In retaliation, Lina and her son, John Jacob Astor IV, considered tearing down her mansion and replacing it with a livery stable. But the opulent new Waldorf Hotel revolutionized how New York socialized. Unwilling to live next door to New York’s latest sensation, Lina and her son tore down her mansion and replaced it with another hotel, the Astor. The two hotels later merged and became the first Waldorf-Astoria Hotel.

By the time she moved into her new house facing Central Park, at the corner of 65th Street, Lina’s husband had died. She lived with her son and his family until her death at age 78.

Nancy Langhorne Astor, Viscountess Astor, married the richest man in England and became the first female Member of Parliament

Down in Danville, Virgina, far from New York City, Nancy Witcher Langhorne was born in 1878. She was one of the five clever, beautiful and vivacious Langhorne sisters, Southern belles who became famous beauties. Lizzie, Phyllis, Nora, Irene and Nancy were the daughters of Chiswell Langhorne and his witty wife. A planter who had lost everything in the Civil War, “Chissie,” made an even bigger fortune in railroads before Nancy was five, so the girls grew up with every advantage.

A big influence in Nancy’s early life was Archdeacon Frederick Neve. Educated at Oxford, he came to Virginia to help poor whites in the interior mountains. Nancy worked with him as much as her father would allow and gained her first taste of a more charitable life.

The family also produced three sons, but they were eclipsed by their well-known sisters and little is known of them today. Early on, the lovely Irene was the sister in the limelight. She was the Gibson Girl who married Charles Dana Gibson. He was the famous illustrator and New York’s most eligible bachelor until he met Irene, who was dubbed a Virginia society belle by Northerners.

Outspoken Nancy went to New York to finishing school as well, but she was labeled a “rustic fool” by New Yorkers. Irene tried to alleviate this by taking Nancy everywhere she went. Unfortunately, this led to Nancy’s meeting and marrying Bob Shaw. Their marriage was a disaster. It lasted four years and produced one son, Robert Gould Shaw, III. The marriage ended after he agreed to the condition that his adultery would be stated as the cause of the divorce.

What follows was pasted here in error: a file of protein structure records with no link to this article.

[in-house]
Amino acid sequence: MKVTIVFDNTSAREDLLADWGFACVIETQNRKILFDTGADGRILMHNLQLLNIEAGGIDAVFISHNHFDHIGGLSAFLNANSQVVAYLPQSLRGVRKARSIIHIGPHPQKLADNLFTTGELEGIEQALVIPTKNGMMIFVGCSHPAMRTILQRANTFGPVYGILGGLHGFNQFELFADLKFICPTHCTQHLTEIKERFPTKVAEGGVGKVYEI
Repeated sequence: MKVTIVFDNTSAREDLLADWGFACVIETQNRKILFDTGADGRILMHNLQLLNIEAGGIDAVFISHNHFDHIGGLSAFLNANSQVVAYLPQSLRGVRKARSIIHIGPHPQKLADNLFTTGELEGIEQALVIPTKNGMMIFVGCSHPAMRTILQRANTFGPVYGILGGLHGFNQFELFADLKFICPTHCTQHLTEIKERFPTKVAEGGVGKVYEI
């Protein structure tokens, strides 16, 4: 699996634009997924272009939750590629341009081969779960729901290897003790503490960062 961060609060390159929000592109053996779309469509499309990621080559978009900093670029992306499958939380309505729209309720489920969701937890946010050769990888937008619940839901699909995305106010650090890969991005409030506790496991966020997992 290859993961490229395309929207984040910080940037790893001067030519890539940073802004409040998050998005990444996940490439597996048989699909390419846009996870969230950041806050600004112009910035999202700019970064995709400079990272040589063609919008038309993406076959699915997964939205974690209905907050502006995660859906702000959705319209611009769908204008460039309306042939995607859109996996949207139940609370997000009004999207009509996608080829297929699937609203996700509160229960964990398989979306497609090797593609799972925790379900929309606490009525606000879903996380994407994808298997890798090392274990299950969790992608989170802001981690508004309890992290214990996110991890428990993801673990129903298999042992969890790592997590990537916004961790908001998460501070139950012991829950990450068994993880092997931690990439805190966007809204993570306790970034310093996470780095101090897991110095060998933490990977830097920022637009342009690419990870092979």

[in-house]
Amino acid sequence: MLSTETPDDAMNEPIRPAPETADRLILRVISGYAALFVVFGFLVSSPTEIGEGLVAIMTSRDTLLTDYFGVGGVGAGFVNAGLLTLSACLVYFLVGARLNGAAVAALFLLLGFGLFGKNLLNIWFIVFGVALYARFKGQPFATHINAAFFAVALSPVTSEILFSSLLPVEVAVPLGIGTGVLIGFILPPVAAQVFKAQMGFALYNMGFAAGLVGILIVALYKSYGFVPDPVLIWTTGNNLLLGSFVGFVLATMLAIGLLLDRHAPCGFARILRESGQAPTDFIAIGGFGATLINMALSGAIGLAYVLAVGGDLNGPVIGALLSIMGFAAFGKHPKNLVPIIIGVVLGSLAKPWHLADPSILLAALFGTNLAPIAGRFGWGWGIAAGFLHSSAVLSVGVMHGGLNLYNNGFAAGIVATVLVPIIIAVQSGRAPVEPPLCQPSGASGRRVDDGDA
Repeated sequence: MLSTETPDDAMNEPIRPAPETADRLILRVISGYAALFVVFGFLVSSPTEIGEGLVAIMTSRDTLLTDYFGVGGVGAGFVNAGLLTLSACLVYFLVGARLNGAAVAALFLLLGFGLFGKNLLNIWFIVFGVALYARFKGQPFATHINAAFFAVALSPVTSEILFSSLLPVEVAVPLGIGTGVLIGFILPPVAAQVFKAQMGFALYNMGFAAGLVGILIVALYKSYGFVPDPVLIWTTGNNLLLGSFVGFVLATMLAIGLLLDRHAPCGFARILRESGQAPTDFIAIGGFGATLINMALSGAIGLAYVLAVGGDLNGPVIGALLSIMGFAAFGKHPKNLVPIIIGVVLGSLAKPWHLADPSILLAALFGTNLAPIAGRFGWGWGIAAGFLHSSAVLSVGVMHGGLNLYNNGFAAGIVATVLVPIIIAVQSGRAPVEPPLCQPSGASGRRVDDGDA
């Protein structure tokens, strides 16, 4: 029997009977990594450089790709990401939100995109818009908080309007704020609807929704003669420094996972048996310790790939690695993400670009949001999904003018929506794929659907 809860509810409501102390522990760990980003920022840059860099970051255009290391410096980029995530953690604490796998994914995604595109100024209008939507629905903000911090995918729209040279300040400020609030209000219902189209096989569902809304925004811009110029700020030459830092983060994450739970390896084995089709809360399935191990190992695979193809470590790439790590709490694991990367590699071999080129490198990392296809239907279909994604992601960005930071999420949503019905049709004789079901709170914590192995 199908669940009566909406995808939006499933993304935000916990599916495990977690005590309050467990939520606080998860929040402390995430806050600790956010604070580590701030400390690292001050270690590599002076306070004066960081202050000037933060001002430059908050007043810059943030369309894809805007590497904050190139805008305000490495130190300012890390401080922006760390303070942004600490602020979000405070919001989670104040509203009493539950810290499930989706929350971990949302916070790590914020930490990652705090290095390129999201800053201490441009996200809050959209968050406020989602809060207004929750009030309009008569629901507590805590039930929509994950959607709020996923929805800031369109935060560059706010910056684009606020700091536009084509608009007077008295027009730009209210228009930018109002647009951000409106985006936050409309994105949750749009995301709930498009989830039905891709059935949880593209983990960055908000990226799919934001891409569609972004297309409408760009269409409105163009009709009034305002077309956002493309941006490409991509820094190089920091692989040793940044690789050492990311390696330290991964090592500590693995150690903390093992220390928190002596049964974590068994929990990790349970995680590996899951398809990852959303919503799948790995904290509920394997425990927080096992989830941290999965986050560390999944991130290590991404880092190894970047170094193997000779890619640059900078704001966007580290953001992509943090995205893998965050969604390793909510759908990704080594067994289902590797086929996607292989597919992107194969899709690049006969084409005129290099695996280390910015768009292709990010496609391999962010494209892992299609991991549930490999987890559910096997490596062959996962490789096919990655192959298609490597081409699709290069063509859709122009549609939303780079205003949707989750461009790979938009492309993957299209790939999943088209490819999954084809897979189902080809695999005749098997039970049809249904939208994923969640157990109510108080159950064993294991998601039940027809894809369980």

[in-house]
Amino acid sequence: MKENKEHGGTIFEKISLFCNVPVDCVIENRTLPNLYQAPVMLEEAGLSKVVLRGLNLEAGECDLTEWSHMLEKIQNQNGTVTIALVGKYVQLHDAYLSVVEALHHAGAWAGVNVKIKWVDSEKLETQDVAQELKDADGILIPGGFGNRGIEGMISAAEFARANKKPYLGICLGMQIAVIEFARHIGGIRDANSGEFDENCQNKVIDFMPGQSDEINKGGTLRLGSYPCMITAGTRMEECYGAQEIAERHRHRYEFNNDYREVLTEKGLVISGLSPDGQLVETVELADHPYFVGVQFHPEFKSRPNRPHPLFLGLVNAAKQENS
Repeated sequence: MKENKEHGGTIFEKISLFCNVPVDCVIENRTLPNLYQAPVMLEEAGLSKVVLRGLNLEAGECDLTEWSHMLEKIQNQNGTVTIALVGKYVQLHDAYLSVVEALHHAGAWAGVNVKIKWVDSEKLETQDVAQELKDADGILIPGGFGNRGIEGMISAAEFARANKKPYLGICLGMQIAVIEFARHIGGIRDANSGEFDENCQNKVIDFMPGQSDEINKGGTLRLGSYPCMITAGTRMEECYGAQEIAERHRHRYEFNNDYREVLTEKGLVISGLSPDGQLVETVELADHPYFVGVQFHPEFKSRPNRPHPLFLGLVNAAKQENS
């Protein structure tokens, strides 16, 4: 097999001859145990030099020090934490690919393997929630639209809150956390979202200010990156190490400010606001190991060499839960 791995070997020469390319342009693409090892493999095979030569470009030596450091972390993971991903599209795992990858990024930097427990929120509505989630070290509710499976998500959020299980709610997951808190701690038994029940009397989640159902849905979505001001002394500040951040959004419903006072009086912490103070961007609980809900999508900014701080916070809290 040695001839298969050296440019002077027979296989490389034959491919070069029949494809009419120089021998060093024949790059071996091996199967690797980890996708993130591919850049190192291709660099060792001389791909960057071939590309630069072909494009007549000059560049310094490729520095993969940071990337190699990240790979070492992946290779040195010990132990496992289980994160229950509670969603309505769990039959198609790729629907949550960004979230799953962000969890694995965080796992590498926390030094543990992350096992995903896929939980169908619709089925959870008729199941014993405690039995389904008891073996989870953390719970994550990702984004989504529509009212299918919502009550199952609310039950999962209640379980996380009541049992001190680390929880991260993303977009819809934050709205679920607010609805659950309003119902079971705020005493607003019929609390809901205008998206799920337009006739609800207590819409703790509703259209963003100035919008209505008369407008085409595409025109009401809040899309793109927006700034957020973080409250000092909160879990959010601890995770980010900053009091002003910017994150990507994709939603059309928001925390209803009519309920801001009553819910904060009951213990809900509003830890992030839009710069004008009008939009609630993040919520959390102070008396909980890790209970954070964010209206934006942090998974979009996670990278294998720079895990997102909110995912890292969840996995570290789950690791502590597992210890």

On a tour of England, Nancy fell in love with the place. She even met the Astor family but not her future husband. After her mother died, Nancy’s father encouraged her to move there with her young son. He said it would be in keeping with her mother’s wishes and also be good for her younger sister Phyllis.
Her move to England launched her reputation as an interesting and witty American. She was lively and saucy, yet religiously devout and prudish, This confused many Englishmen but pleased others. They liked the idea of an exciting American who at the same time mostly conformed to restraint and decency. She also began to show skills at winning over critics.
Waldorf Astor was born the same day Nancy was and his temperament complemented hers. He shared some of her moral attitudes, which she found comforting. They married and received a lavish country estate, Cliveden, as a wedding gift from the groom’s father – he’d purchased it from the 1st Duke of Westminster.